Despite rulings, 'gay marriage' debate not over in Md., Wash.

ANNAPOLIS, Md. — Conservatives in Maryland and Washington state are learning that the battle about "gay marriage" is far from over, despite court rulings in their favor in the past 18 months.

In both states homosexual leaders are hoping their respective legislatures will do what the courts would not do — legalize "marriage" for same-sex couples. Both courts said the issue was for the legislative branch, and not the judicial branch, to decide.

Dan Furmansky, executive director of the homosexual activist group Equality Maryland, told The Gazette news service in Maryland he is working to get moderate and conservative Democrats on board supporting "gay marriage." Maryland and Washington have Democratic-controlled legislatures and Democratic governors.

"I think that marriage equality will mirror every contentious social issue that the Democratic Party faces. This is a flashpoint issue," Furmansky said. "These elected officials are sent to Annapolis to make life better for all of their constituents, and they need to address the problems that same-sex couples face because they're treated like legal strangers."

The Maryland Court of Appeals — the highest court in the state — issued a ruling in September refusing to legalize "gay marriage."

Maryland Senate President Thomas V. Mike Miller Jr. said "gay marriage" is an issue "whose time has not yet come," but Del. Heather R. Mizeur, a Democrat and open homosexual, said the issue shouldn't be put on the backburner, either.

"The fundamental question in this debate is how do we get equal justice under the law," she told The Gazette. "There aren't many permutations to that answer."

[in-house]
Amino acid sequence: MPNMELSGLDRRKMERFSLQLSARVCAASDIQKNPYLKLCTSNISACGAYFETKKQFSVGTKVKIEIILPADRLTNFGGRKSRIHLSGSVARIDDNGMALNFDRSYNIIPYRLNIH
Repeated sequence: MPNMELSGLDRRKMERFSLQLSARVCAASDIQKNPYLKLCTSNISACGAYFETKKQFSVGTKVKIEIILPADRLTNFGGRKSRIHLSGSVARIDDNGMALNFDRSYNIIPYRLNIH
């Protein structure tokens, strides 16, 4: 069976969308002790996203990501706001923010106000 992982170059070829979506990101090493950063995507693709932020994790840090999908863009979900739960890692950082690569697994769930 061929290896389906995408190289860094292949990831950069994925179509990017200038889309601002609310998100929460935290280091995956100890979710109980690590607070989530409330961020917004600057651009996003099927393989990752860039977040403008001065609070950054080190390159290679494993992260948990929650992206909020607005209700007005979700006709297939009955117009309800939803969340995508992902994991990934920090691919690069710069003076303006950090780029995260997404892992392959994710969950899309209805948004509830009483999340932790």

In Washington state, where that state's Supreme Court ruled against "gay marriage" in July 2006, homosexual activists are pushing for additional legislation a mere five months after a new same-sex domestic partnerships law went into effect. The law grants homosexual couples some of the legal benefits of marriage.

"We hope to increase the protections available to gay and lesbian families in Washington state," Josh Friedes, advocacy director of Equal Rights Washington, told the Seattle Post-Intelligencer. "We recognize that we are not at the point were we can pass the marriage bill. In the interim, while we continue the dialogue about marriage, we do believe it is possible to increase the rights."

Additionally, supporters of "gay marriage" say that with an election approaching, they will work to put legislators in office who are more favorable to the issue.

"The entire focus had been on the courts," Washington state Sen. Ed Murray, an open homosexual, told the Seattle newspaper. "We have yet to go through an election cycle where we talk to legislators and raise money for legislators around the issue of marriage."

Expanding the domestic partnerships bill, Murray said, would be another step toward "gay marriage."

Meanwhile, an election in Washington state between Democratic Gov. Chris Gregoire and Republican Dino Rossi — who Gregoire defeated in a recount after the 2004 election — could impact the issue. Rossi opposes "gay marriage." Gregoire signed the domestic partnerships bill and previously said she opposed "gay marriage" but has not said as such recently. Asked her views on the issue recently, she said, "I do not believe the state should discriminate against any citizen."